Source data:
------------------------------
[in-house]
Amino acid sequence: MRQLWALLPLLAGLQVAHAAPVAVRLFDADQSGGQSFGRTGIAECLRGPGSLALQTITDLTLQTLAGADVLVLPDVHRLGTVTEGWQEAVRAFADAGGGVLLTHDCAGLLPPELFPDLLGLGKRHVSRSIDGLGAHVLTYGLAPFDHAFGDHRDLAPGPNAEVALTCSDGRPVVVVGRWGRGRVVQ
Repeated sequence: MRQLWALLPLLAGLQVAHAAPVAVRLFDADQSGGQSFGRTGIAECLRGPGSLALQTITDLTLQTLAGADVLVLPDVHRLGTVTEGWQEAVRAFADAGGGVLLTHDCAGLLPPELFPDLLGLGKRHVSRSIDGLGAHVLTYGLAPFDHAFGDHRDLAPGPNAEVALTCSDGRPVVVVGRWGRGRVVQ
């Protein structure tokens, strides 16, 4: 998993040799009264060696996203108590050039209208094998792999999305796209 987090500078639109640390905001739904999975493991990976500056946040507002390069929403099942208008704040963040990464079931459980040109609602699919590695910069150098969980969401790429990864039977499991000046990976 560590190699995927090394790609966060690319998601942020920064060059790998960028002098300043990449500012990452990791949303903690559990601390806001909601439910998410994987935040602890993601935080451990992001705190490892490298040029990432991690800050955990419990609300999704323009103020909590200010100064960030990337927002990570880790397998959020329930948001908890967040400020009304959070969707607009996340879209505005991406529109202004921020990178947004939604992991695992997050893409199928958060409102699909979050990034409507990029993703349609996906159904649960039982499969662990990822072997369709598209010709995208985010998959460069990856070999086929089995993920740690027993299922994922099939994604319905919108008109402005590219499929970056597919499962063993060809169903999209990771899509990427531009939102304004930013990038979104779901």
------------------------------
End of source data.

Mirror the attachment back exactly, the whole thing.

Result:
[in-house]
Amino acid sequence: MRQLWALLPLLAGLQVAHAAPVAVRLFDADQSGGQSFGRTGIAECLRGPGSLALQTITDLTLQTLAGADVLVLPDVHRLGTVTEGWQEAVRAFADAGGGVLLTHDCAGLLPPELFPDLLGLGKRHVSRSIDGLGAHVLTYGLAPFDHAFGDHRDLAPGPNAEVALTCSDGRPVVVVGRWGRGRVVQ
Repeated sequence: MRQLWALLPLLAGLQVAHAAPVAVRLFDADQSGGQSFGRTGIAECLRGPGSLALQTITDLTLQTLAGADVLVLPDVHRLGTVTEGWQEAVRAFADAGGGVLLTHDCAGLLPPELFPDLLGLGKRHVSRSIDGLGAHVLTYGLAPFDHAFGDHRDLAPGPNAEVALTCSDGRPVVVVGRWGRGRVVQ
């Protein structure tokens, strides 16, 4: 998993040799009264060696996203108590050039209208094998792999999305796209 987090500078639109640390905001739904999975493991990976500056946040507002390069929403099942208008704040963040990464079931459980040109609602699919590695910069150098969980969401790429990864039977499991000046990976 560590190699995927090394790609966060690319998601942020920064060059790998960028002098300043990449500012990452990791949303903690559990601390806001909601439910998410994987935040602890993601935080451990992001705190490892490298040029990432991690800050955990419990609300999704323009103020909590200010100064960030990337927002990570880790397998959020329930948001908890967040400020009304959070969707607009996340879209505005991406529109202004921020990178947004939604992991695992997050893409199928958060409102699909979050990034409507990029993703349609996906159904649960039982499969662990990822072997369709598209010709995208985010998959460069990856070999086929089995993920740690027993299922994922099939994604319905919108008109402005590219499929970056597919499962063993060809169903999209990771899509990427531009939102304004930013990038979104779901």